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I was only 8 years old when Jim Morrison passed away, but I will always remember my sister with several of the doors posters hanging on her wall and she and her friends playing their music on the record player. My favorite song was always “Light My Fire,” but now as an adult, I can say I like some of their other songs as well. This band made a huge impact on the music industry, but many people didn’t realize Jim Morrison was also a poet who at one point in his life actually wanted to leave the music industry to write poetry books. Thank goodness he was able to leave a book of poetry back here for us all to read.
We can all agree that Morrison was a person who made his own rules and didn’t care much for authority, but after all of that is said and done, he was a very talented individual and at the end of the day, he was also a talented poet. I have posted three poems below that was written by him and I hope you all enjoy them!
James Douglas Morrison (December 8, 1943 – July 3, 1971) was an American singer, songwriter and poet, best remembered as the lead vocalist of the rock band the Doors. Due to his poetic lyrics, distinctive voice, wild personality, performances, and the dramatic circumstances surrounding his life and early death, Morrison is regarded by music critics and fans as one of the most iconic and influential front men in rock music history. Since his death, his fame has endured as one of popular culture’s most rebellious and oft-displayed icons, representing the generation gap and youth counterculture.
Together with Ray Manzarek, Morrison co-founded the Doors during the summer of 1965 in Venice, California. The band spent two years in obscurity until shooting to prominence with their #1 single in the United States, “Light My Fire,” taken from their self-titled debut album. Morrison wrote or co-wrote many of the Doors’ songs, including the hits “Light My Fire”, “Break On Through (To the Other Side),” “The End,” “Moonlight Drive,” “People are Strange”, “Hello, I Love You,” “Roadhouse Blues,” “L.A. Woman,” and “Riders on the Storm.” Morrison recorded a total of six studio albums with the Doors, all of which sold well and received critical acclaim. Though the Doors recorded two more albums after Morrison died, his death severely affected the band’s fortunes, and they split up in 1973. In 1993, Jim Morrison, as a member of the Doors, was inducted into the Rock and Roll Hall of Fame.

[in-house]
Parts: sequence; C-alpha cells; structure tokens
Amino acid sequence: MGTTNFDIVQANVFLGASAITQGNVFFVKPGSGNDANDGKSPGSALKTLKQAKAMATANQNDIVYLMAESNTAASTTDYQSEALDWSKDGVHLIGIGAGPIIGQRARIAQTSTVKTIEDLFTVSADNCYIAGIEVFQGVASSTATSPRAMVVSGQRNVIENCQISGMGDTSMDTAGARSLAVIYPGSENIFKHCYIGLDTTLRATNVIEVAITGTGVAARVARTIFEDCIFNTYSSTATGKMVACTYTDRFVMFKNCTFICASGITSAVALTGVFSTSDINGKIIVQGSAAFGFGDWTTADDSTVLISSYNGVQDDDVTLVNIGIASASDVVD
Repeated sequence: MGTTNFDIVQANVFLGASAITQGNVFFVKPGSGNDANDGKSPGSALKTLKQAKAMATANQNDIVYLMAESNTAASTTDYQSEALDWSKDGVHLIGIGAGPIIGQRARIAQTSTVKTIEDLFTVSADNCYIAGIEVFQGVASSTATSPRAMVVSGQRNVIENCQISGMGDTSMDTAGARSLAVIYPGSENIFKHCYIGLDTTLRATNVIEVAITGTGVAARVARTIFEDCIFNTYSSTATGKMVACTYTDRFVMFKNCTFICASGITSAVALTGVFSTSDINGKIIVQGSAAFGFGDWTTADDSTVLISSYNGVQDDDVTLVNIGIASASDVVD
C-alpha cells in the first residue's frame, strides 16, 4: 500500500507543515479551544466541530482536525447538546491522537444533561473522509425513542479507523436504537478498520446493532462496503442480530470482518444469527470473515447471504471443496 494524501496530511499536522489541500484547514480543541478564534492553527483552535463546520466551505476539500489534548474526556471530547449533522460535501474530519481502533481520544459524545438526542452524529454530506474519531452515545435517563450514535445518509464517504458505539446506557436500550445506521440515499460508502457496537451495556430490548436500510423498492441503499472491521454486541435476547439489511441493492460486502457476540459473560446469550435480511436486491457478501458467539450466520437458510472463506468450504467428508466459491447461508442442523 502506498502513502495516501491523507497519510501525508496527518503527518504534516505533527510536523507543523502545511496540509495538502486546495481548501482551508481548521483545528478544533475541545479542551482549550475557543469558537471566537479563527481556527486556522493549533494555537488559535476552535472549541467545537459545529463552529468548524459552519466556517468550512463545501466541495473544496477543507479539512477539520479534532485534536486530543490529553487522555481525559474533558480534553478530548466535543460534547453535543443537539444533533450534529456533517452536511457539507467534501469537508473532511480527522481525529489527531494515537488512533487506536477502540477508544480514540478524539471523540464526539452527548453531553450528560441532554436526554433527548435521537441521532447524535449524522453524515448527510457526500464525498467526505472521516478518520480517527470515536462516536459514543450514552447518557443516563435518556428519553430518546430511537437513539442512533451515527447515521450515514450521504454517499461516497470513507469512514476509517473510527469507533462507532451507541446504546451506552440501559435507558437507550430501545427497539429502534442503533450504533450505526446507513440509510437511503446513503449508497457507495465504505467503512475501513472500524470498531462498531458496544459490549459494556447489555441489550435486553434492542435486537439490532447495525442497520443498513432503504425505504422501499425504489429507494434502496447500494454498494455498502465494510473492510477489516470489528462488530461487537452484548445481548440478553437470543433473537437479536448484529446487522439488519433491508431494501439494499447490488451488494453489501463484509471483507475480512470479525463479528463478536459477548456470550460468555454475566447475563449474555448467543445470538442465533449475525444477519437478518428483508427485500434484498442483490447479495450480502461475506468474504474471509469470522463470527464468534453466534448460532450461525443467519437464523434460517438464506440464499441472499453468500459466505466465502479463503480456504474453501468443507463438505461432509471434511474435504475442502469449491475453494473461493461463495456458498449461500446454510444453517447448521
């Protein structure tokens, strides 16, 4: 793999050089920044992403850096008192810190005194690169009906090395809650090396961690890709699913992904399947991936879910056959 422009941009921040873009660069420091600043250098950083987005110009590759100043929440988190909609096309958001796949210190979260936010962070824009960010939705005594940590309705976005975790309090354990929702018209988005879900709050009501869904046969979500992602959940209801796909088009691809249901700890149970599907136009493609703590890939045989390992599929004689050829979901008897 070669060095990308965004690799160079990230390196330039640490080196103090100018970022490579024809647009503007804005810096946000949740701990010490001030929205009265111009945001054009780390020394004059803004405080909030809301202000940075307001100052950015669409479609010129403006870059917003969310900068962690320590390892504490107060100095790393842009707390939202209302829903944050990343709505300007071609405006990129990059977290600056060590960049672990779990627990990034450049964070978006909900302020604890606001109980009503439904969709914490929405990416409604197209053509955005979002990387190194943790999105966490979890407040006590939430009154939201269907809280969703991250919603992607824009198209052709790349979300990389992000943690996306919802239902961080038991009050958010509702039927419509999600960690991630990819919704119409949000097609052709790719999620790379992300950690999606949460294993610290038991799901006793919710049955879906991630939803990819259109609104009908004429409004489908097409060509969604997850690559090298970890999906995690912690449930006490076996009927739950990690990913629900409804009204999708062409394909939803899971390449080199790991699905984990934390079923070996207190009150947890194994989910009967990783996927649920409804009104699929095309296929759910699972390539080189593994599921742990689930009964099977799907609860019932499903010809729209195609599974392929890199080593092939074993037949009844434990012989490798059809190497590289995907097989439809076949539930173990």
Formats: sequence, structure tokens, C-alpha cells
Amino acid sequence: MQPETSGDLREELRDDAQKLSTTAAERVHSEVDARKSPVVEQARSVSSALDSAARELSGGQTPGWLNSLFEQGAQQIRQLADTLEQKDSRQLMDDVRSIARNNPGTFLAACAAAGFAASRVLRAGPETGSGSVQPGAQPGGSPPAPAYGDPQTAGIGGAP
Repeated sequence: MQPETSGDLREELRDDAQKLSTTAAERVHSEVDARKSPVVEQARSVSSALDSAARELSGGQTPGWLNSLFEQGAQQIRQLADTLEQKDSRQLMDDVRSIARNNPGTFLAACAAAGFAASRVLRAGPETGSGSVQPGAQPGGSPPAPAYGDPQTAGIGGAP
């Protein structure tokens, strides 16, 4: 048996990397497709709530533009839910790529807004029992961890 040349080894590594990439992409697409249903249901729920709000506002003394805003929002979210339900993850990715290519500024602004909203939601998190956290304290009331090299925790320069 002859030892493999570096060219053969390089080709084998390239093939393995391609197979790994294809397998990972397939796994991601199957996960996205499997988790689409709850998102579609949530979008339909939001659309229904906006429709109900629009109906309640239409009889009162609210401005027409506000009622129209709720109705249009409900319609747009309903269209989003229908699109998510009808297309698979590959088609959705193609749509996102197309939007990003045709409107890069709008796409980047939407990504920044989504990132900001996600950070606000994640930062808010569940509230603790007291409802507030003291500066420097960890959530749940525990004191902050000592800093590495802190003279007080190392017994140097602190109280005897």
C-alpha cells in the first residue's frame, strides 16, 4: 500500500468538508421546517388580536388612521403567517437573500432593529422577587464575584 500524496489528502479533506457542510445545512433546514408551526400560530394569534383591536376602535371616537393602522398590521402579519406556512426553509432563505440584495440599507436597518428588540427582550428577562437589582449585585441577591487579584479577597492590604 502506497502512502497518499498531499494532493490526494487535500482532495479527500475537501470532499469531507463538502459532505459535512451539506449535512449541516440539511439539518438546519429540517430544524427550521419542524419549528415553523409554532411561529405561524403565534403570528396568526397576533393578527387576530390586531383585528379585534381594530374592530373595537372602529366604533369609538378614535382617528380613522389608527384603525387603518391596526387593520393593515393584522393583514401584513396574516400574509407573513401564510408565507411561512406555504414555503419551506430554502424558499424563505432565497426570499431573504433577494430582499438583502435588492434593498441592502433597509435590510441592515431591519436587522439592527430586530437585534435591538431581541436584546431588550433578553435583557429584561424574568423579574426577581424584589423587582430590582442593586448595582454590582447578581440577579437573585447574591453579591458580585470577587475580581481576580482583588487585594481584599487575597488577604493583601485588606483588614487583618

Morrison developed an alcohol dependency during the 1960s, which at times affected his performances on stage. He died unexpectedly at the age of 27 in Paris. As no autopsy was performed, the cause of Morrison’s death remains unknown.
I can make the earth stop in
its tracks. I made the
blue cars go away.
I can make myself invisible or small.
I can become gigantic and reach the
farthest things. I can change
the course of nature.
I can place myself anywhere in
space or time.
I can summon the dead.
I can perceive events on other worlds,
in my deepest inner mind,
and in the minds of others.
Gently they stir, gently rise.
The dead are newborn awakening.
With ravaged limbs and wet souls.
Gently they sigh in rapt funeral amazement.
Who called these dead to dance?
Was it the young woman learning to play the ghost song on her baby grand?
Was it the wilderness children?
Was it the ghost god himself, stuttering, cheering, chatting blindly?
I called you up to anoint the earth.
I called you to announce sadness falling like burned skin.
I called you to wish you well.
To glory in self like a new monster.
And now I call you to pray.
Did you know freedom exists
In school books
Did you know madmen are
Running our prisons
Within a jail, within a gaol
Within a white free protestant
We’re perched headlong
On the edge of boredom
We’re reaching for death
On the end of a candle
We’re trying for something
That’s already found us